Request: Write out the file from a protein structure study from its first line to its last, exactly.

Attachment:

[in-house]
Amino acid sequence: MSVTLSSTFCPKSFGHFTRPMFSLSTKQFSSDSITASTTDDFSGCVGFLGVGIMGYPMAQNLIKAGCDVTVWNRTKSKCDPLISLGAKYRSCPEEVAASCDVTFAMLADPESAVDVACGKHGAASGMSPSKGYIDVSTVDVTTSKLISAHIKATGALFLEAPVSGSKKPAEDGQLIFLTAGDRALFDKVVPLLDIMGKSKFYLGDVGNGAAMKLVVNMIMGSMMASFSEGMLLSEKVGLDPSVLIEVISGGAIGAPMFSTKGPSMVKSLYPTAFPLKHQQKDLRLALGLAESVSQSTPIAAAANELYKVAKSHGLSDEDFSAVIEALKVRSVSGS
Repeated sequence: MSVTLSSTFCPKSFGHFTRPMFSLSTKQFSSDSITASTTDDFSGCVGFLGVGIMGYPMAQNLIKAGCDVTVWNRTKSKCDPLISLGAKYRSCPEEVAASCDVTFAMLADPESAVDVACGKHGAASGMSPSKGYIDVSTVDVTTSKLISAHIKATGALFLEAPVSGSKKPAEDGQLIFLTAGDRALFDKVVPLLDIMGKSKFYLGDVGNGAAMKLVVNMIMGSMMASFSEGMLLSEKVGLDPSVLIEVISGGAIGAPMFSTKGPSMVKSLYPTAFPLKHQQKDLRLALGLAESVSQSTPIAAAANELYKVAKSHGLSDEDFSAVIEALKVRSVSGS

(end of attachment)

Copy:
[in-house]
Amino acid sequence: MSVTLSSTFCPKSFGHFTRPMFSLSTKQFSSDSITASTTDDFSGCVGFLGVGIMGYPMAQNLIKAGCDVTVWNRTKSKCDPLISLGAKYRSCPEEVAASCDVTFAMLADPESAVDVACGKHGAASGMSPSKGYIDVSTVDVTTSKLISAHIKATGALFLEAPVSGSKKPAEDGQLIFLTAGDRALFDKVVPLLDIMGKSKFYLGDVGNGAAMKLVVNMIMGSMMASFSEGMLLSEKVGLDPSVLIEVISGGAIGAPMFSTKGPSMVKSLYPTAFPLKHQQKDLRLALGLAESVSQSTPIAAAANELYKVAKSHGLSDEDFSAVIEALKVRSVSGS
Repeated sequence: MSVTLSSTFCPKSFGHFTRPMFSLSTKQFSSDSITASTTDDFSGCVGFLGVGIMGYPMAQNLIKAGCDVTVWNRTKSKCDPLISLGAKYRSCPEEVAASCDVTFAMLADPESAVDVACGKHGAASGMSPSKGYIDVSTVDVTTSKLISAHIKATGALFLEAPVSGSKKPAEDGQLIFLTAGDRALFDKVVPLLDIMGKSKFYLGDVGNGAAMKLVVNMIMGSMMASFSEGMLLSEKVGLDPSVLIEVISGGAIGAPMFSTKGPSMVKSLYPTAFPLKHQQKDLRLALGLAESVSQSTPIAAAANELYKVAKSHGLSDEDFSAVIEALKVRSVSGS